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bhaja caves overview

#10 of 28 Places To Visit in Lonavala
bhaja caves
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Khandala, Maharashtra, India
visit duration
2 to 3 hours

about bhaja caves

Bhaja is an important Buddhist centre in Maharashtra, consisting of 22 excavations and located on a hill near the Bhaja village. The importance of the Bhaja Caves is further enhanced by the presence of two more monastic complexes namely Bedsa located on the south face of the same hill in which Bhaja is situated and Karla, directly opposite north of Bhaja nearly 5 Km from the latter. All the caves belong to the Hinayana phase and their origin dates back to 3rd century BCE to 2nd century CE. However the group was under occupation up to 6th century CE as attested from some of the painted Buddha images in the chaityagrha, the most prominent among the excavations.

The chaityagrha is considered to be the earliest of its kind. It consist of a large hall, the ceiling of the nave is vaulted and original wooden beams are fixed. A stupa is placed at the back for worship. The stupa has a prominent hemispherical dome on a cylindrical drum crowned by a railing pattern. At present, the entrance of the hall is completely open. However, the evidence of mortise holes indicates the presence of a wooden facade below the chaitya arch and also wooden screen of the chaitya window.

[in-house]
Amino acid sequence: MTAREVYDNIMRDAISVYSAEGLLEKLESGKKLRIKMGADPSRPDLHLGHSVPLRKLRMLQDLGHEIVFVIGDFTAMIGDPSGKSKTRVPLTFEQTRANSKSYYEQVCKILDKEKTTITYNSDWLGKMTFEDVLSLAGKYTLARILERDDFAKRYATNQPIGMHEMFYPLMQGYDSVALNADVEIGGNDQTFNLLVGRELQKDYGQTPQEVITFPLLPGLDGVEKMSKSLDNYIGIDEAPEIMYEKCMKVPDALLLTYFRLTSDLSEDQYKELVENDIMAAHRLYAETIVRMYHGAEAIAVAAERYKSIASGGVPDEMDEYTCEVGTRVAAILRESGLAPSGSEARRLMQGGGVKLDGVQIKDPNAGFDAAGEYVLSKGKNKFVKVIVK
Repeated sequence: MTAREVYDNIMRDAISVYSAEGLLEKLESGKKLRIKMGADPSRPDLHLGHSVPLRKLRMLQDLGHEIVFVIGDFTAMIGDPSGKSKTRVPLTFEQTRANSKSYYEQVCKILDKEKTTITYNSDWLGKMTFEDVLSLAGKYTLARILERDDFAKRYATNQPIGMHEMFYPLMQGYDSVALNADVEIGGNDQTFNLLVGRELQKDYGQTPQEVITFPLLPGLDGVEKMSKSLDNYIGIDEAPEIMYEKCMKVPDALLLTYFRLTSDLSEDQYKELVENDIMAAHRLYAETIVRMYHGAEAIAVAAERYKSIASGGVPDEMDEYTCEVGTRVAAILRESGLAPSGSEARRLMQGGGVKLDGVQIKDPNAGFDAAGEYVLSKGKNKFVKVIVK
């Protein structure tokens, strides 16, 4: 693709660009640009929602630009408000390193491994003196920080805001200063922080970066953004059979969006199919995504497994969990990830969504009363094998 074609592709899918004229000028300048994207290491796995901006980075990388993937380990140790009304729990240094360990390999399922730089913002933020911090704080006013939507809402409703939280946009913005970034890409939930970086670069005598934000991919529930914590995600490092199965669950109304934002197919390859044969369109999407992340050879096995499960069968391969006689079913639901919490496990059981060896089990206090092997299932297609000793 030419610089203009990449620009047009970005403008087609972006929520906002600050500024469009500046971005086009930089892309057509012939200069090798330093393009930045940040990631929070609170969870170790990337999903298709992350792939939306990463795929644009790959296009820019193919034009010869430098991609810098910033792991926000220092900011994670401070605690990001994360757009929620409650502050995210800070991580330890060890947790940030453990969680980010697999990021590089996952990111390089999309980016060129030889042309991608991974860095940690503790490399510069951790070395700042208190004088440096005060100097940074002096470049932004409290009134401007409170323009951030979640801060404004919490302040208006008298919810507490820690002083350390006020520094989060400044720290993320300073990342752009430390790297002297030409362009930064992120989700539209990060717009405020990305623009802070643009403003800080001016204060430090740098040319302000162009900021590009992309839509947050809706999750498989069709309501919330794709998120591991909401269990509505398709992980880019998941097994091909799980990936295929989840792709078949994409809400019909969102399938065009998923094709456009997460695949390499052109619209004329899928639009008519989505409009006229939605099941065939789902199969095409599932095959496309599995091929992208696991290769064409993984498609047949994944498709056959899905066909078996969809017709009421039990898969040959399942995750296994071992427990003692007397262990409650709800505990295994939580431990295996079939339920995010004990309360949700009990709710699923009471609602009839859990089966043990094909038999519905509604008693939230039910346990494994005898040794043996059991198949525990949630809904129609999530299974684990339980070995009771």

Cave 18 is a monastery and consists of a rectangular hall with a front pillared verandah. The hall has two cells each on the back and right side, while on the left side is a bench. Unlike the pillars of the chaityagrha the pillars have square base and top with octagonal shape at the middle. Two doors from the verandah lead to the hall; they are flanked by lavishly bejewelled dvarapalas. The verandah of this monastery has two famous sculptural reliefs which are most important. One depicts a royal personage attended by two women, driving in a chariot driven by four horses, which tramples on a demolished figure. The person in royal attire has been identified by some as Sun god Surya. To the left of the door is depicted a person driving an elephant carrying an ankusa (elephant goad), with attendants carrying a banner and spear. The figure has been identified by some as Indra.

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